Dallasite Zilpha Starnes and her partner Dania Abu-Shaheen make beautiful music together — in life and in career


COLLEGE SWEETHEARTS | Dallas girl Zilpha Starnes, left, met her partner in life and music, Dania Abu-Shaheen, as all good lesbians do, at Sarah Lawrence College.

| Contributing Writer

This lesbian hook-up story begins, as many do, at Sarah Lawrence College.

It was there, in 2005, that a Dallas-bred choirgirl named Zilpha Starnes met a raven-haired, Lebanese poet/songwriter named Dania Abu-Shaheen. At first, the pair made literal music together, as they found an almost-instant chemistry when it came to coming up with unusual, inventive harmony.

The romantic chemistry came later, but come it did. They have now evolved both as a couple and as a duo ever since. As Starnes & Shah, they’ve produced an acoustic EP and three full-length albums over the years and gathered a large following of music lovers who love the pair’s unique blend of folky pop (or is it poppy folk?).

Their most recent disc, Shilling for Dreamtown, takes the duo’s Indigo Girls-like vibe and blends it with updated touches — Starnes’ bubbling synths bob around Shaheen’s smart guitar chords, as the pair’s voices curl around each other.

Although Starnes and Shaheen now live in upstate New York, the Lake Highland’s High School grad says her Texas upbringing has always had an influence on her music.

“There were so many musicians, just in my high school and junior high, and I got to perform with them in a lot of their bands, and that gave me a taste for performing,” she said recently in a telephone interview. “The other big element was the opportunities I had to perform at church.”

Starnes learned much of her craft, she says, during her time at Lake Highland United Methodist, where she learned to play bass as well as sing. “Religion aside, it was a really great way to remain structured.”

Like many North Texans growing up in the ’80s and ’90s, Starnes was half choirgirl, half Deep Ellum hipster denizen. She and her early bandmates played at The Door, and she also joined other bands at Trees on occasion. She also played in Denton, “at this crazy place called Mabel Peabody’s Chainsaw Repair and Beauty Salon and that’s where I got my first exposure to the Texas LGBTQ scene.”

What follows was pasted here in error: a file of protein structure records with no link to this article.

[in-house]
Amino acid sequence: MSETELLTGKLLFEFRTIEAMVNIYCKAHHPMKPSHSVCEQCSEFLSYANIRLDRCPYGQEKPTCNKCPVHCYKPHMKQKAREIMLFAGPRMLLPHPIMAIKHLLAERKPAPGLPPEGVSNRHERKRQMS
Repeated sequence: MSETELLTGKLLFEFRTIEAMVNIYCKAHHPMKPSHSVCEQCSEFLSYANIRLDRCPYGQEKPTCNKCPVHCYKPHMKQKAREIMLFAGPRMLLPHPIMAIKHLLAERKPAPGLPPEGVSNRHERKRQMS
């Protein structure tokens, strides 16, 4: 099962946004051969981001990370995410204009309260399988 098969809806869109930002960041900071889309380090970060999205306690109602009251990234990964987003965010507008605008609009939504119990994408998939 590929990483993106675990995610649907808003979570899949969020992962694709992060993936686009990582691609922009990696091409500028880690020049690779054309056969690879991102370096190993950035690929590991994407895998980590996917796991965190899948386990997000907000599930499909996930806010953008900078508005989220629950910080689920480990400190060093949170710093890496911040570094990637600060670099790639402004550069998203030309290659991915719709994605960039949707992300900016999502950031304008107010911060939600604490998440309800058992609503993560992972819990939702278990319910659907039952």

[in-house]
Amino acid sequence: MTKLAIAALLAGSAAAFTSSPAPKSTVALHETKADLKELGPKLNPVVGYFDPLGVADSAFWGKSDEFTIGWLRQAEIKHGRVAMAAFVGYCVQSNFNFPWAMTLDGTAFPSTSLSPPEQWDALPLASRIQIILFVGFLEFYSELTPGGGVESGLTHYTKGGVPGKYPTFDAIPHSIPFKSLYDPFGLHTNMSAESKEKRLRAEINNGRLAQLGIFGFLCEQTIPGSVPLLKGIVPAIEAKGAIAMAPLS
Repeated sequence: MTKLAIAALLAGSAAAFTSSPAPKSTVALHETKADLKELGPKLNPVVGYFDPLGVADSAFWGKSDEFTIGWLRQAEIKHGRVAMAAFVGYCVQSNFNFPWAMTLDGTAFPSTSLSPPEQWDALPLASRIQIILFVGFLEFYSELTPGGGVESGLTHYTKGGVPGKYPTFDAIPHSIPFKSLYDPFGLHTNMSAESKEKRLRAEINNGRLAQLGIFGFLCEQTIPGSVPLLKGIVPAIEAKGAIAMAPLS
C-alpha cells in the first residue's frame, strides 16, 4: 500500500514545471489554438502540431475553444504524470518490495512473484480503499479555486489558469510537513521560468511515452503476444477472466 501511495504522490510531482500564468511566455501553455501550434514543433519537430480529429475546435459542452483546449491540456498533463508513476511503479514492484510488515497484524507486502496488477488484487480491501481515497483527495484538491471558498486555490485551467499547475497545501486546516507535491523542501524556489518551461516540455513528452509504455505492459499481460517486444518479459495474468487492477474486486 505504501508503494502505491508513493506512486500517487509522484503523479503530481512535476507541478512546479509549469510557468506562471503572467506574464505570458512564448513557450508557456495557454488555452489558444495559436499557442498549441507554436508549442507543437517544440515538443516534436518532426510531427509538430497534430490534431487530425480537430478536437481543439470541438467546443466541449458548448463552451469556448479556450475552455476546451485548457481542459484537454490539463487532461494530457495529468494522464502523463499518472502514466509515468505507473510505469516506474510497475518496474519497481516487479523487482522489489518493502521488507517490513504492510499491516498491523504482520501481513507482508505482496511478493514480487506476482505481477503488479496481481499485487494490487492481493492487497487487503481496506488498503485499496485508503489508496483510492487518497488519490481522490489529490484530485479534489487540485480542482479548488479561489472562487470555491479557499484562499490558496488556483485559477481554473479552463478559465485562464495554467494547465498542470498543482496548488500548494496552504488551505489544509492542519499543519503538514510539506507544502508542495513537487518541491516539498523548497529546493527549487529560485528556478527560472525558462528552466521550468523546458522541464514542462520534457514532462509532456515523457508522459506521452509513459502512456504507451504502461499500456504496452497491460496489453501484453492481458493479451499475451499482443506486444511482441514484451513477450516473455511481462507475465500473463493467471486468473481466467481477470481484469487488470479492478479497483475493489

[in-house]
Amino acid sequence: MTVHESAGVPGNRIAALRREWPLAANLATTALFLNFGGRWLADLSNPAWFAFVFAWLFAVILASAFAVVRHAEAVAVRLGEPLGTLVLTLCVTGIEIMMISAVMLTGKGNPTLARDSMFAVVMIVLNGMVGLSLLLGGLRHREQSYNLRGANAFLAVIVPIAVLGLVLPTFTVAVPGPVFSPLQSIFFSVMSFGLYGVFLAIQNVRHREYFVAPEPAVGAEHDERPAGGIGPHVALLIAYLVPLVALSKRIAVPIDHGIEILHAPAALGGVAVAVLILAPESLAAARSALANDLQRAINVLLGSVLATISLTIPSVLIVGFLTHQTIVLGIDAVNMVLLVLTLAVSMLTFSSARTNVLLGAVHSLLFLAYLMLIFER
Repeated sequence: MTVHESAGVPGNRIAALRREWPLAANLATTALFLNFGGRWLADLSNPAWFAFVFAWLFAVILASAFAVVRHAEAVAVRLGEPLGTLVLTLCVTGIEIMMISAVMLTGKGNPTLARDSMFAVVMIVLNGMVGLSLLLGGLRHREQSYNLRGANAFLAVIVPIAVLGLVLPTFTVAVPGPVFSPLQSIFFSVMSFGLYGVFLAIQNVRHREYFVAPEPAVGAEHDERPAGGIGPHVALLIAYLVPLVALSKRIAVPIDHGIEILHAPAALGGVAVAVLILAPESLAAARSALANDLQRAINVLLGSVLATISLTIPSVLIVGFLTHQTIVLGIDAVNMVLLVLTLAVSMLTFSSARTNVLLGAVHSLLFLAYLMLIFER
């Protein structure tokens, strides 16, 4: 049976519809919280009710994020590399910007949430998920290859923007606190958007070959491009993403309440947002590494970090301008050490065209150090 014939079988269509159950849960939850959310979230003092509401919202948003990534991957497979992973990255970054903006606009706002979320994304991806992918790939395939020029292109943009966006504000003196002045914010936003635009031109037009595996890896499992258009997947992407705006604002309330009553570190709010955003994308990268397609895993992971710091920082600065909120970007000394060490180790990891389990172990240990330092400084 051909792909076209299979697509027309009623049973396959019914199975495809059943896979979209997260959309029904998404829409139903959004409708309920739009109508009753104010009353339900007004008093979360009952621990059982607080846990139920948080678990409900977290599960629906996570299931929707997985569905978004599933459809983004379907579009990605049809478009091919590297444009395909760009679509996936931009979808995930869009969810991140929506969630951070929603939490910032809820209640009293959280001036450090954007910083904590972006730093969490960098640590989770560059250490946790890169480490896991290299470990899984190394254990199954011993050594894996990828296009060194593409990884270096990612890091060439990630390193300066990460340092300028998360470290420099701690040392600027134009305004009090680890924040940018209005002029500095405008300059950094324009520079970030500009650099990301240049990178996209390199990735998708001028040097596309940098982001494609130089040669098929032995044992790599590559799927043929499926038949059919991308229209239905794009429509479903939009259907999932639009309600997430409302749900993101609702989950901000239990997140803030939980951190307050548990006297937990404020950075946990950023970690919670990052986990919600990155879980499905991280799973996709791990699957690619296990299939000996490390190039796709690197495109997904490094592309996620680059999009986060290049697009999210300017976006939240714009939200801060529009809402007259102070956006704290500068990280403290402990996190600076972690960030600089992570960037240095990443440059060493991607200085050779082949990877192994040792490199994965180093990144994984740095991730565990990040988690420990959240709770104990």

With a background like that (never let it be said that Texas life isn’t diverse), it’s no wonder that Starnes & Shah’s music is difficult to pigeonhole. The pair, often compared to Tegan and Sara as well as the aforementioned Indigo Girls, doesn’t quite fit. To start with, Shilling for Dreamtown is no lovesick lady album; rather, it’s a thoughtful critique of the musician’s conundrum: how to balance creativity (which comes naturally), with the overhyped hustle that comes with trying to achieve “success” (which is so artificial). It’s a complicated theme, which is reflected in the pair’s approach to music. Their songs are tight, yet expansive, emotional yet cerebral, with a smart pop sensibility and harmonies that come out of nowhere.

While Shaheen writes all the music, the duo has found a collaborative balance that clearly has progressed and changed over the years.

“Once I have the song down as far as lyric and melody, I bring it to Zilpha, and we work out harmonies,” Shaheen says, “and a lot of time I may have some ideas for harmonies, or other times Zilpha will have a great idea. And sometimes my ideas for harmonies work out, but more often than not, it’s Zilpha’s that are better and that trump mine. She has a very unique ear, and she thinks of harmonies that I would never, ever think of.”

In some ways, that musical chemistry is even less common than a romantic one, so Starnes and Shah’s overlapping connections prove that they are much more rare of a phenomenon: that couple who literally makes great music together.
Even over the phone, their affection for each other is palpable, but Starnes is sweetly pragmatic when she explains how that works:

“We’re both sort of Type-A,” she laughs. “It’s so great to have someone else that you’re doing something with and you feel like, ‘OK, wow! I can do this crazy thing that I set out to do, and I have this other person who’s going to help me.’”

She might just very well be talking about music, here, of course, but she might also be speaking of her relationship. Of course, knowing how intricately these two are intertwined, one suspects she’s talking about both.

This article appeared in the Dallas Voice print edition December 6, 2013.